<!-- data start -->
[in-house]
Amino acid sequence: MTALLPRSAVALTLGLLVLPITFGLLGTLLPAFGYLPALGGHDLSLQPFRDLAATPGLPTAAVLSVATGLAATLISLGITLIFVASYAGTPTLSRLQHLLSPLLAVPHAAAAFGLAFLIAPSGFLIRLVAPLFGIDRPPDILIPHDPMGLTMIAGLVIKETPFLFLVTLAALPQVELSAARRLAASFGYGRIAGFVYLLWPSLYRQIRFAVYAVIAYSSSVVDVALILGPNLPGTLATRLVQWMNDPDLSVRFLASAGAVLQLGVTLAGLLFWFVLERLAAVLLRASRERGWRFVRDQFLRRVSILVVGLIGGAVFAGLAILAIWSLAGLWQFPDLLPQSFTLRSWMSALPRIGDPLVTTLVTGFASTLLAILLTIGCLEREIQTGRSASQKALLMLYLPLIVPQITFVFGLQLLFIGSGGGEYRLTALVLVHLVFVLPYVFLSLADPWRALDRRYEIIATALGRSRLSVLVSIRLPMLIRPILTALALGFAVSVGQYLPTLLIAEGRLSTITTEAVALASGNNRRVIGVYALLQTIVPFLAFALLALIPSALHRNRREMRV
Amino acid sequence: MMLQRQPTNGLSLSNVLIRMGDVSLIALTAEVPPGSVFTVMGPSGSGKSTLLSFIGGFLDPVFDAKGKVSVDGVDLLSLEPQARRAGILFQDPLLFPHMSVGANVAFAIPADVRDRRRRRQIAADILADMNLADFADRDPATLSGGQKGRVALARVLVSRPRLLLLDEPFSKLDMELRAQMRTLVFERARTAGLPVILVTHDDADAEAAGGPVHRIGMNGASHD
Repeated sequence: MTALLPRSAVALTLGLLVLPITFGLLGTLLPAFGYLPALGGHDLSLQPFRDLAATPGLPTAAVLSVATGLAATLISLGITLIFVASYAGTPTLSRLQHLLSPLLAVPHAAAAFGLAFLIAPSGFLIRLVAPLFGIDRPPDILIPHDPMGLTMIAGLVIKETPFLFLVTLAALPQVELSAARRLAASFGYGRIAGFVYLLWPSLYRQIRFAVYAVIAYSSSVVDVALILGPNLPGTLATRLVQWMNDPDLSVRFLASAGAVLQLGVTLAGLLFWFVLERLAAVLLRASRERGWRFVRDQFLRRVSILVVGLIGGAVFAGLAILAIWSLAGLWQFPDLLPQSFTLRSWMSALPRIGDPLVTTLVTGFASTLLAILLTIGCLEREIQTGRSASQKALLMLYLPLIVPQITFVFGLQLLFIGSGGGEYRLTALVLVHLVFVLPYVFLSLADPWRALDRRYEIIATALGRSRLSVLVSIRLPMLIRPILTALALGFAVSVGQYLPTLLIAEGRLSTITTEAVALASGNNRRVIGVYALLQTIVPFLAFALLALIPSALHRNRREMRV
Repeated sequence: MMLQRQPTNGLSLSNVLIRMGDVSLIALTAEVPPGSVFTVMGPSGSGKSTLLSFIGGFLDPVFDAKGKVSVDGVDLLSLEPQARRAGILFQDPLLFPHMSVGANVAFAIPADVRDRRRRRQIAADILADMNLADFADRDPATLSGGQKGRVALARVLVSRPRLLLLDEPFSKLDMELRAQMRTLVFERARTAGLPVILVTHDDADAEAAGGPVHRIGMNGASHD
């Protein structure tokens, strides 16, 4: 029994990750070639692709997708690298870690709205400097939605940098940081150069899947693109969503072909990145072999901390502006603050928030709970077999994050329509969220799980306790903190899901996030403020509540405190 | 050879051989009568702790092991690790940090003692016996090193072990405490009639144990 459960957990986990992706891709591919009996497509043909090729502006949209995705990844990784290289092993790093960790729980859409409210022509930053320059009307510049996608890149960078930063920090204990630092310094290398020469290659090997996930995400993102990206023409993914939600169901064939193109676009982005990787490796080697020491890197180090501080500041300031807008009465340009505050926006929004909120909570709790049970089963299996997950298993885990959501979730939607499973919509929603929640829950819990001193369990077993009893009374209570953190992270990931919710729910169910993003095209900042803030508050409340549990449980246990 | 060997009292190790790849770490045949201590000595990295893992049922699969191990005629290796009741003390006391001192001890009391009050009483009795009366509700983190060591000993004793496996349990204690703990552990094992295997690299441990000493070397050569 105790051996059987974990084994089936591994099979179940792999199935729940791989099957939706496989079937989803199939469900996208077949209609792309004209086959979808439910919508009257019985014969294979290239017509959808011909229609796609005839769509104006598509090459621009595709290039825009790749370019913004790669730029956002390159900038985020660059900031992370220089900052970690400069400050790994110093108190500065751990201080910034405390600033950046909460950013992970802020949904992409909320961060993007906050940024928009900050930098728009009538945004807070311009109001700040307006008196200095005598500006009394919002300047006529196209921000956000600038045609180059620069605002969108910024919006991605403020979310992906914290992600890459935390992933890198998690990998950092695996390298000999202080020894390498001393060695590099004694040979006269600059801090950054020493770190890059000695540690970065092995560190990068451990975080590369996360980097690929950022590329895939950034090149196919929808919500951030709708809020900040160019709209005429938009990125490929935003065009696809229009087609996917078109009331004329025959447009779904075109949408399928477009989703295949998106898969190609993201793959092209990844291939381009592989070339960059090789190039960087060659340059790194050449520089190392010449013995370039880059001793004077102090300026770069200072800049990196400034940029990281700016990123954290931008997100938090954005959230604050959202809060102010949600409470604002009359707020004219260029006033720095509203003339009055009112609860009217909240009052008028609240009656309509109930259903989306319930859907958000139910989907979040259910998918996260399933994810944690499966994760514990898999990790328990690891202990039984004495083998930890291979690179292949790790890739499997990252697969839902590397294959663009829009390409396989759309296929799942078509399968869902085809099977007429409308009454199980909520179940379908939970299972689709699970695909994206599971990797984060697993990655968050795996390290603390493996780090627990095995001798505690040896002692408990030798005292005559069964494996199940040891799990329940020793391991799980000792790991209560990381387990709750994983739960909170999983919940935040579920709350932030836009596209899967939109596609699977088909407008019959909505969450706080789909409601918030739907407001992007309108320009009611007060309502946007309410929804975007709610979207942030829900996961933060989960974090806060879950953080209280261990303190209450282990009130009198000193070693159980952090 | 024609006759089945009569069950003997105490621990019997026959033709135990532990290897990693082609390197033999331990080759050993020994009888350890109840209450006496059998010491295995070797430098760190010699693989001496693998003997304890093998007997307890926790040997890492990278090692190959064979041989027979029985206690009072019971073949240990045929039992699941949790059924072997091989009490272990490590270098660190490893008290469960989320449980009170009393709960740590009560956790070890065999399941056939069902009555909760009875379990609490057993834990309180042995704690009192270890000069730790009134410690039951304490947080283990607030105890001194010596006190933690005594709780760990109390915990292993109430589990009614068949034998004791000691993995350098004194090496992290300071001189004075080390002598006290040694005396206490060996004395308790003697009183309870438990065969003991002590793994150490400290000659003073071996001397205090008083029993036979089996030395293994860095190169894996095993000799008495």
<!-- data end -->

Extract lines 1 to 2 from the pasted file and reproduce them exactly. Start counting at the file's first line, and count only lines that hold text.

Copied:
[in-house]
Amino acid sequence: MTALLPRSAVALTLGLLVLPITFGLLGTLLPAFGYLPALGGHDLSLQPFRDLAATPGLPTAAVLSVATGLAATLISLGITLIFVASYAGTPTLSRLQHLLSPLLAVPHAAAAFGLAFLIAPSGFLIRLVAPLFGIDRPPDILIPHDPMGLTMIAGLVIKETPFLFLVTLAALPQVELSAARRLAASFGYGRIAGFVYLLWPSLYRQIRFAVYAVIAYSSSVVDVALILGPNLPGTLATRLVQWMNDPDLSVRFLASAGAVLQLGVTLAGLLFWFVLERLAAVLLRASRERGWRFVRDQFLRRVSILVVGLIGGAVFAGLAILAIWSLAGLWQFPDLLPQSFTLRSWMSALPRIGDPLVTTLVTGFASTLLAILLTIGCLEREIQTGRSASQKALLMLYLPLIVPQITFVFGLQLLFIGSGGGEYRLTALVLVHLVFVLPYVFLSLADPWRALDRRYEIIATALGRSRLSVLVSIRLPMLIRPILTALALGFAVSVGQYLPTLLIAEGRLSTITTEAVALASGNNRRVIGVYALLQTIVPFLAFALLALIPSALHRNRREMRV